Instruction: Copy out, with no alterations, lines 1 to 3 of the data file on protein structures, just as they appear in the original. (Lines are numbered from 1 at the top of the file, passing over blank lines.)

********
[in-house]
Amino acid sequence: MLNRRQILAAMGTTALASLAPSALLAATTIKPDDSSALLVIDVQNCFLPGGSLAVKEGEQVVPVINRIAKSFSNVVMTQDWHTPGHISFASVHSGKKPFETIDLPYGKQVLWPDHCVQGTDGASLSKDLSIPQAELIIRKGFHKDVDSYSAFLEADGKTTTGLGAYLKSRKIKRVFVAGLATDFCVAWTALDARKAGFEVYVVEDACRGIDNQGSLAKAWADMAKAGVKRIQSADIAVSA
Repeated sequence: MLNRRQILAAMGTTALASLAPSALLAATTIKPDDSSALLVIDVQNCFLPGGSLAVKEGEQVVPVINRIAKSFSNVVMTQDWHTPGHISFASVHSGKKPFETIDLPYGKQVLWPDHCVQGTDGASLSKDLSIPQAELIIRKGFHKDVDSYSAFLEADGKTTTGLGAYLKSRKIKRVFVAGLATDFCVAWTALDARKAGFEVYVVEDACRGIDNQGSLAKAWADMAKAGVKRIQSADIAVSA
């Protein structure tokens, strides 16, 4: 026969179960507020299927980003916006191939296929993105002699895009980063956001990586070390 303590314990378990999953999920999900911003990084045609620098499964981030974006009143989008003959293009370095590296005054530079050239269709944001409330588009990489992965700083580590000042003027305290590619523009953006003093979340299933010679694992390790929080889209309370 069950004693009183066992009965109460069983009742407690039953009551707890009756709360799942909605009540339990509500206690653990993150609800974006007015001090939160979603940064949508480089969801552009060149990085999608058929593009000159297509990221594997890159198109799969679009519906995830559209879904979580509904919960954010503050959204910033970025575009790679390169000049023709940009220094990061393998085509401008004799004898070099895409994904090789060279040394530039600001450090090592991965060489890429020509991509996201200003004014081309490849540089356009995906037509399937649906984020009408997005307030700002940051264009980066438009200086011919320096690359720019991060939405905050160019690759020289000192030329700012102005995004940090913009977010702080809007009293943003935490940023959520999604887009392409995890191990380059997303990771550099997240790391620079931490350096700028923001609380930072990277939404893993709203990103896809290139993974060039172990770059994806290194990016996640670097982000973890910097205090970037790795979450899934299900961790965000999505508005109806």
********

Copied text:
[in-house]
Amino acid sequence: MLNRRQILAAMGTTALASLAPSALLAATTIKPDDSSALLVIDVQNCFLPGGSLAVKEGEQVVPVINRIAKSFSNVVMTQDWHTPGHISFASVHSGKKPFETIDLPYGKQVLWPDHCVQGTDGASLSKDLSIPQAELIIRKGFHKDVDSYSAFLEADGKTTTGLGAYLKSRKIKRVFVAGLATDFCVAWTALDARKAGFEVYVVEDACRGIDNQGSLAKAWADMAKAGVKRIQSADIAVSA
Repeated sequence: MLNRRQILAAMGTTALASLAPSALLAATTIKPDDSSALLVIDVQNCFLPGGSLAVKEGEQVVPVINRIAKSFSNVVMTQDWHTPGHISFASVHSGKKPFETIDLPYGKQVLWPDHCVQGTDGASLSKDLSIPQAELIIRKGFHKDVDSYSAFLEADGKTTTGLGAYLKSRKIKRVFVAGLATDFCVAWTALDARKAGFEVYVVEDACRGIDNQGSLAKAWADMAKAGVKRIQSADIAVSA